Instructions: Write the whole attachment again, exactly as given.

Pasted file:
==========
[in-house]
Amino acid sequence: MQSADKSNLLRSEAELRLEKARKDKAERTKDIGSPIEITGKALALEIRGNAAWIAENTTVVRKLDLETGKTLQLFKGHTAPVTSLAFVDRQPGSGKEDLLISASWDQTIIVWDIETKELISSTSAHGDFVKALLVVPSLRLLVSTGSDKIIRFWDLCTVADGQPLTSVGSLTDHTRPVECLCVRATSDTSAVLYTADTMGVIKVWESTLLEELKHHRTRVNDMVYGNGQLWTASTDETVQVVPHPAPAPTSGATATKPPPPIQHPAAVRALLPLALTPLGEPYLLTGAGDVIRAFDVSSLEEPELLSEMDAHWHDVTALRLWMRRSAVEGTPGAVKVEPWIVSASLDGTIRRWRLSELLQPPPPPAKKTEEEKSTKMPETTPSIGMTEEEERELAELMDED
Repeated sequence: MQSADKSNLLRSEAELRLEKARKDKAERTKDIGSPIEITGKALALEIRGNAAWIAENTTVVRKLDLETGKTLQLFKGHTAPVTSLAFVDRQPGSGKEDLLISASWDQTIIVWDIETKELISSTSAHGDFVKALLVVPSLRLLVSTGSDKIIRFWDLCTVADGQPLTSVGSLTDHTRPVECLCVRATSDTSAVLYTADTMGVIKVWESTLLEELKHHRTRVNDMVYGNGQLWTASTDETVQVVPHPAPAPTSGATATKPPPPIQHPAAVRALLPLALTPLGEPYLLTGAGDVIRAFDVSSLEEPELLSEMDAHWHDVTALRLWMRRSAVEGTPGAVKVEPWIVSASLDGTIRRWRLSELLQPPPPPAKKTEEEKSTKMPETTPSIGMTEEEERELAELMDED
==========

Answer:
[in-house]
Amino acid sequence: MQSADKSNLLRSEAELRLEKARKDKAERTKDIGSPIEITGKALALEIRGNAAWIAENTTVVRKLDLETGKTLQLFKGHTAPVTSLAFVDRQPGSGKEDLLISASWDQTIIVWDIETKELISSTSAHGDFVKALLVVPSLRLLVSTGSDKIIRFWDLCTVADGQPLTSVGSLTDHTRPVECLCVRATSDTSAVLYTADTMGVIKVWESTLLEELKHHRTRVNDMVYGNGQLWTASTDETVQVVPHPAPAPTSGATATKPPPPIQHPAAVRALLPLALTPLGEPYLLTGAGDVIRAFDVSSLEEPELLSEMDAHWHDVTALRLWMRRSAVEGTPGAVKVEPWIVSASLDGTIRRWRLSELLQPPPPPAKKTEEEKSTKMPETTPSIGMTEEEERELAELMDED
Repeated sequence: MQSADKSNLLRSEAELRLEKARKDKAERTKDIGSPIEITGKALALEIRGNAAWIAENTTVVRKLDLETGKTLQLFKGHTAPVTSLAFVDRQPGSGKEDLLISASWDQTIIVWDIETKELISSTSAHGDFVKALLVVPSLRLLVSTGSDKIIRFWDLCTVADGQPLTSVGSLTDHTRPVECLCVRATSDTSAVLYTADTMGVIKVWESTLLEELKHHRTRVNDMVYGNGQLWTASTDETVQVVPHPAPAPTSGATATKPPPPIQHPAAVRALLPLALTPLGEPYLLTGAGDVIRAFDVSSLEEPELLSEMDAHWHDVTALRLWMRRSAVEGTPGAVKVEPWIVSASLDGTIRRWRLSELLQPPPPPAKKTEEEKSTKMPETTPSIGMTEEEERELAELMDED